Does it matter if we install nuts on A325s and A490s with the manufacturer’s ID and grade mark showing, or can they be installed either way?
There is no published requirement for making sure the ID marks are on the outside and visible. The main concern would be being able to ascertain that the proper nuts were installed. If all the ID markings are on the inside, they would not be visible, and an inspector could not see them. That said, I would assume that the nuts wouldn’t have been installed “backwards” on purpose by the ironworker, it is much more likely that he simply wasn’t paying attention and putting them on however he grabbed them. One would then assume that, since you’d have a 50-50 chance of installing them with the markings out, that roughly half of them would have the markings visible. In that case, as long as all the visible markings are the correct ones, you could assume the nuts are all correct.
Structural nut manufacturers have the option during manufacture of making the nuts with either a double chamfer or with one washer face. See the diagram from ASME B18.2.2 below. The middle image has a double chamfer, is structurally interchangeable, and is the most common geometry available on ASTM A563 grade C and DH nuts. The image on the right has a washer face, and so therefore should be installed with the washer face against the structural steel (or washer). This configuration is more common on ASTM A194 grade 2H nuts. Another concern is raised grade/ID markings. Manufacturers have the option of raised or depressed markings. The issue with raised markings is that they could create issues during tensioning, since the raised marks up against the steel would create an uneven bearing surface. However if the markings are depressed, there wouldn’t be any structural reason why it would matter which direction the nuts went on.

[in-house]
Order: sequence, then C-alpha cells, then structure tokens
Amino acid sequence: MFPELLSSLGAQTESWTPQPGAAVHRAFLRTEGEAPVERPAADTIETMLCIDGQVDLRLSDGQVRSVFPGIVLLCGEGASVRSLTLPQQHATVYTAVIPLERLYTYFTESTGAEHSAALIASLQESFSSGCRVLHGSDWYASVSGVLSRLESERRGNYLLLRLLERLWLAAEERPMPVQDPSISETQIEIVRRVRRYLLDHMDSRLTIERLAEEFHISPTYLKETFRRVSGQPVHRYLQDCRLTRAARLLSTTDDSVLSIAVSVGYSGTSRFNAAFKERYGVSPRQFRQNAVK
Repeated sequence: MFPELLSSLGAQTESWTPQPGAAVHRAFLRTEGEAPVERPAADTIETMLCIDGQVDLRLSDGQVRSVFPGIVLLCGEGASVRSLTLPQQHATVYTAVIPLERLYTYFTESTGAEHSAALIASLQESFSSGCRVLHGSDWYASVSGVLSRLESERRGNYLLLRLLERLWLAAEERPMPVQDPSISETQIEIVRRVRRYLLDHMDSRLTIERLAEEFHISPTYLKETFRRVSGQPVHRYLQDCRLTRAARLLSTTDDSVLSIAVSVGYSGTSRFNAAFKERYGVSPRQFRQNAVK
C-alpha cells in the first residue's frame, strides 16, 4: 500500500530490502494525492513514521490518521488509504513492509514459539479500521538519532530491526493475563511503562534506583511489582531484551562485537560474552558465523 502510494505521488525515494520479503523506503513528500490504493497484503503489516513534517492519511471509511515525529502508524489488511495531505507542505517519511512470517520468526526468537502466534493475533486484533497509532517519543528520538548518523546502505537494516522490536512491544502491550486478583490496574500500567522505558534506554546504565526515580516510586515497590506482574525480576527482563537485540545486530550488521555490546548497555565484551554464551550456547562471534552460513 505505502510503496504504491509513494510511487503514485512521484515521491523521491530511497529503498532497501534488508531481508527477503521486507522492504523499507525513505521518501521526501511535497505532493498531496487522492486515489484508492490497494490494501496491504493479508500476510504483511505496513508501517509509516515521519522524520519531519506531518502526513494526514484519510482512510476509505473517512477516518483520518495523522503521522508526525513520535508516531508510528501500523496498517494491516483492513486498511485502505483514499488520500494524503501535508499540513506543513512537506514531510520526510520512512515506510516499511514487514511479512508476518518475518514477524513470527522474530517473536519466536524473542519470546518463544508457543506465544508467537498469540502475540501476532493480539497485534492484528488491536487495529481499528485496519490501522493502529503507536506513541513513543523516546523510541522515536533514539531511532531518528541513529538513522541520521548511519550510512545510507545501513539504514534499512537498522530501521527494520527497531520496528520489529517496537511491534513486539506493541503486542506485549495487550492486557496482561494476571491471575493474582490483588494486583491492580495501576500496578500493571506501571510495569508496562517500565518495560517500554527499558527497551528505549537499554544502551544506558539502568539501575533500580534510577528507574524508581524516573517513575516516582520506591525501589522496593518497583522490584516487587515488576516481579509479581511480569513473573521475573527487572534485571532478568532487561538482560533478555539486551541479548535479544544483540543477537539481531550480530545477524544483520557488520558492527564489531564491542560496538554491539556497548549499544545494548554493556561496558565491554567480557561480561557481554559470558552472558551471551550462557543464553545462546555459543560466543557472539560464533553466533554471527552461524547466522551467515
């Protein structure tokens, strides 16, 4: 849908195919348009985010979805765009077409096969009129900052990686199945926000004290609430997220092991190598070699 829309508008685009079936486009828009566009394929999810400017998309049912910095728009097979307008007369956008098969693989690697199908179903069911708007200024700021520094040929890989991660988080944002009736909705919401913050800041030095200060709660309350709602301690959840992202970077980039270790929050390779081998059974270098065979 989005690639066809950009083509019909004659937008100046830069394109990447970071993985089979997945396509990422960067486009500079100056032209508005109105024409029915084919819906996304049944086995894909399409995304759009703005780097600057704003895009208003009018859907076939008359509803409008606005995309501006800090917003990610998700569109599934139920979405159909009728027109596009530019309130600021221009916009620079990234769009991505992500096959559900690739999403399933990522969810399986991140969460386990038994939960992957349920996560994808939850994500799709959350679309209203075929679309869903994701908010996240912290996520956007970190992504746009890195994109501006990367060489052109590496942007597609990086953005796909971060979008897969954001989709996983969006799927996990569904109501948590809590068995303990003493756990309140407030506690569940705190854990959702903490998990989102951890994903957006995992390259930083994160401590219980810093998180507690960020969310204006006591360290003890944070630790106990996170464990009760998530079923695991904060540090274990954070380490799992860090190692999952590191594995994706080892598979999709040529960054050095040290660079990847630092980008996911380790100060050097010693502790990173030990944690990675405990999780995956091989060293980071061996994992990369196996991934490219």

Some state DOTs and fabricators have a requirements in their own standards, and common sense would tell us that the grade markings should be visible after installation, but none of the publications that we are familiar with (ASTM/RCSC/AISC) make any mention of nut orientation.